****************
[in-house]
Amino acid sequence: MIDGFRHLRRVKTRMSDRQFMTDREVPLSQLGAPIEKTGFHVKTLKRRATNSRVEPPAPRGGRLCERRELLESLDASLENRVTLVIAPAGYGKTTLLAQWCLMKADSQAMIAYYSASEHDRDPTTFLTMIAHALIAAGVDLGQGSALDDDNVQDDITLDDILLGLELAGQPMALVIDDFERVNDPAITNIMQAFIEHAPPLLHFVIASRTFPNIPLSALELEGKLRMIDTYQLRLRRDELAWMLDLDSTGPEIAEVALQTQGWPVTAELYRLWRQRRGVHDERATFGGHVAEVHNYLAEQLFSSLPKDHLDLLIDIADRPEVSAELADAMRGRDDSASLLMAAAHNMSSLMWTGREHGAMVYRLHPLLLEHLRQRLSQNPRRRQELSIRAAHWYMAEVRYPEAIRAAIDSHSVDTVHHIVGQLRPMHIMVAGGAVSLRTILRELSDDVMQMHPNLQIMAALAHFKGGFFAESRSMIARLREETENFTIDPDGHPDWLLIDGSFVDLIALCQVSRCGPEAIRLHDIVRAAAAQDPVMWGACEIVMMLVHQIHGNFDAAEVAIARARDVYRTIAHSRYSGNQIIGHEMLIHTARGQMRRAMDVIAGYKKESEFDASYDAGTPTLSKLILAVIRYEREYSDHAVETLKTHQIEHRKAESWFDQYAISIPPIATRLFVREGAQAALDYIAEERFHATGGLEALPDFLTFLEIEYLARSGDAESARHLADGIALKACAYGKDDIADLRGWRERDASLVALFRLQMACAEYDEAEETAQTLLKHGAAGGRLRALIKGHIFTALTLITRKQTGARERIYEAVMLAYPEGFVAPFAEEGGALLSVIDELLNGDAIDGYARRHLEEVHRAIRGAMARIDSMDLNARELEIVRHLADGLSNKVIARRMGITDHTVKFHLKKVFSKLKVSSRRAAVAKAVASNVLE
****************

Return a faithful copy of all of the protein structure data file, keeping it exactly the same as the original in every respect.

[in-house]
Amino acid sequence: MIDGFRHLRRVKTRMSDRQFMTDREVPLSQLGAPIEKTGFHVKTLKRRATNSRVEPPAPRGGRLCERRELLESLDASLENRVTLVIAPAGYGKTTLLAQWCLMKADSQAMIAYYSASEHDRDPTTFLTMIAHALIAAGVDLGQGSALDDDNVQDDITLDDILLGLELAGQPMALVIDDFERVNDPAITNIMQAFIEHAPPLLHFVIASRTFPNIPLSALELEGKLRMIDTYQLRLRRDELAWMLDLDSTGPEIAEVALQTQGWPVTAELYRLWRQRRGVHDERATFGGHVAEVHNYLAEQLFSSLPKDHLDLLIDIADRPEVSAELADAMRGRDDSASLLMAAAHNMSSLMWTGREHGAMVYRLHPLLLEHLRQRLSQNPRRRQELSIRAAHWYMAEVRYPEAIRAAIDSHSVDTVHHIVGQLRPMHIMVAGGAVSLRTILRELSDDVMQMHPNLQIMAALAHFKGGFFAESRSMIARLREETENFTIDPDGHPDWLLIDGSFVDLIALCQVSRCGPEAIRLHDIVRAAAAQDPVMWGACEIVMMLVHQIHGNFDAAEVAIARARDVYRTIAHSRYSGNQIIGHEMLIHTARGQMRRAMDVIAGYKKESEFDASYDAGTPTLSKLILAVIRYEREYSDHAVETLKTHQIEHRKAESWFDQYAISIPPIATRLFVREGAQAALDYIAEERFHATGGLEALPDFLTFLEIEYLARSGDAESARHLADGIALKACAYGKDDIADLRGWRERDASLVALFRLQMACAEYDEAEETAQTLLKHGAAGGRLRALIKGHIFTALTLITRKQTGARERIYEAVMLAYPEGFVAPFAEEGGALLSVIDELLNGDAIDGYARRHLEEVHRAIRGAMARIDSMDLNARELEIVRHLADGLSNKVIARRMGITDHTVKFHLKKVFSKLKVSSRRAAVAKAVASNVLE